Cracking the Code: Tips for Helping Friends Handle Uni Stress and Anxiety
University can feel overwhelming at times. There are deadlines, student accommodation worries, group projects and missing home. It’s easy to get carried away with it all, but it’s important to take time for one another to ease any stresses and support one another.
Create a safe space where your friend can talk to you about their anxiety. Whether they’re someone you know from your course or your room neighbour, everyone deserves someone who can listen to them without judgement. Talking to a friend about your worries can be the first stepping stone to talking to a dedicated mental health team and getting professional help and advice. If you’re worried that a friend is struggling to talk about their feelings then websites like Samaritans and Student Minds are great organisations to talk through your situation in privacy.
Offer practical advice while supporting your friend. Lending an ear to listen is great and now you need to act to start the helping process. Advice can include, taking regular breaks from studying, going for walks away from screens, and weekly exercise to work the body instead of the mind. Something that can help your friend take a first step to change is offering to do these activities with them, especially if they are nervous about doing things alone.
Let them know it’s okay to take their time. Not everyone’s healing journey is linear and it can be encouraging for someone to hear this if they feel they’re making little progress. Remind them everyone experiences anxiety differently and so everyone will heal differently. Reassure them that they are not alone, talk about your own involvement with stress and anxiety if you’re able to, it can be relieving to hear that they aren’t walking this path alone.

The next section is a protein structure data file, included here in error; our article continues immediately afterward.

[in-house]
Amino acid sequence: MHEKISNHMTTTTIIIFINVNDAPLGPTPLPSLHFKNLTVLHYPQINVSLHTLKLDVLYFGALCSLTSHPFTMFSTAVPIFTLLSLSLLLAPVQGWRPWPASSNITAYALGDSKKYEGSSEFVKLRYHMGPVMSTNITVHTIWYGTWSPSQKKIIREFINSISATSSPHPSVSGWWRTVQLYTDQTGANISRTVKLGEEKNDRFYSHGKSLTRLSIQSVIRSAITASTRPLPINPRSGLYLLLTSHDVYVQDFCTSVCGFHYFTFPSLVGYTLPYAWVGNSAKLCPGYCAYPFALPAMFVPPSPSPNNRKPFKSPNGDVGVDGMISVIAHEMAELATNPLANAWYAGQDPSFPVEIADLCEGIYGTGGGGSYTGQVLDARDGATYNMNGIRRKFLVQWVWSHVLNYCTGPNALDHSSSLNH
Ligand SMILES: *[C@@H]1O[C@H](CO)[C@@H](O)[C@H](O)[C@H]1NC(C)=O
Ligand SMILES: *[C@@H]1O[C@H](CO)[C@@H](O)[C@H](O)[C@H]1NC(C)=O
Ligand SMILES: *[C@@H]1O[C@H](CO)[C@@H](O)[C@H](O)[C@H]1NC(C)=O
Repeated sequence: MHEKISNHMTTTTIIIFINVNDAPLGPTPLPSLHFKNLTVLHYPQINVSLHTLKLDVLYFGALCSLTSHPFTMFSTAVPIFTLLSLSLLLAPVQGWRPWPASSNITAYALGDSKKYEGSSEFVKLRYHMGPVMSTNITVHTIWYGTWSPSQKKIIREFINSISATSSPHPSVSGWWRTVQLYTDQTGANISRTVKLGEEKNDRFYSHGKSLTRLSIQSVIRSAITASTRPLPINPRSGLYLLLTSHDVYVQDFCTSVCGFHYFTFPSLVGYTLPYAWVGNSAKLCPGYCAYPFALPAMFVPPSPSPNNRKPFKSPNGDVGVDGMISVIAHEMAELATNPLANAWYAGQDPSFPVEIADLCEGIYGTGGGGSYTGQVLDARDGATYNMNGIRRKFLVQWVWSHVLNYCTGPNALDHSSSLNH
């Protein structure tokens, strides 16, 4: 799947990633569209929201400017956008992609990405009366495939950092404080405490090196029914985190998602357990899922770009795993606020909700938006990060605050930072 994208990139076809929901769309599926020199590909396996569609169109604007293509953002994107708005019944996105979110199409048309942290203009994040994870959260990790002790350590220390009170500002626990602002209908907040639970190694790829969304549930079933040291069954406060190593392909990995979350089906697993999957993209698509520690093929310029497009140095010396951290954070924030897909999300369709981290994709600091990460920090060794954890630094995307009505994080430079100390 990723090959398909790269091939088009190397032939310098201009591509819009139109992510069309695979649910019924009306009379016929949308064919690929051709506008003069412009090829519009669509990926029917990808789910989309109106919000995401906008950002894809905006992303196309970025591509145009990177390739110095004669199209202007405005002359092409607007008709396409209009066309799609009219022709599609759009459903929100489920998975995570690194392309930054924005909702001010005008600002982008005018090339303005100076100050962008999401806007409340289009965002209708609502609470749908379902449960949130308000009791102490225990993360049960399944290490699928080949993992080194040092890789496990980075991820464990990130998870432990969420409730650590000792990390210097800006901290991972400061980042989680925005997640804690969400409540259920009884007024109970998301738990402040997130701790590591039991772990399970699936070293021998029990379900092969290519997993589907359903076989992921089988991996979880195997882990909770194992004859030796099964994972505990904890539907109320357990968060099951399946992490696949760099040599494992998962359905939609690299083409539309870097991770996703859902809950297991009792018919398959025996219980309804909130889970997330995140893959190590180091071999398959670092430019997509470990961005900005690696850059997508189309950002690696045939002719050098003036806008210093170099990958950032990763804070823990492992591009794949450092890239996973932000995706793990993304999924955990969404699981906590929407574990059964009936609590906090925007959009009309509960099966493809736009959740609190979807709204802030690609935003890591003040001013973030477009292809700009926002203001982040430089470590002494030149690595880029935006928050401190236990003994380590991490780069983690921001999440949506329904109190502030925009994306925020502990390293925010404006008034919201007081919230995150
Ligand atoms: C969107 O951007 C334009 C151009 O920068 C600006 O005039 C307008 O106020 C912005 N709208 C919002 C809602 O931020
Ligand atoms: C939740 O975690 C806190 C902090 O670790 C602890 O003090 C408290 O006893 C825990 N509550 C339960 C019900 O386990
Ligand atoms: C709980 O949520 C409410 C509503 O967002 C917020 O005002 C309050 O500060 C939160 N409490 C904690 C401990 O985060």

Offer emotional support. This can be anything from: reassurance, understanding, validation and compassion. Whether it be a warm hug, a shoulder to cry on or an ear to listen to, your friend will appreciate you being there for them in any way you’re able to be.
Share resources with them. Anything you have found useful yourself, or research anxiety support groups nearby that they could attend. Universities often have trained professionals employed to help in these situations and encouraging your friend to contact them will help them too. Another place to look for helpful resources is the University website, which may have helpful snippets like online forums or useful apps.
Follow up with your friend. It may feel as though you’re nagging them but checking in once a week just to see how they’re coping is a great way to ensure they’re making progress and not bottling up any emotions. Maybe set out a day or a time when you meet up to chat about life and how or if there are ways to help one another out.
Most importantly, be aware that help is always out there. Contact your University, GP, the mental health team, your lecturer, and your supervisor. These are all people you can easily get in touch with and who can offer help wherever the support is needed.
Posted on June 16, 2023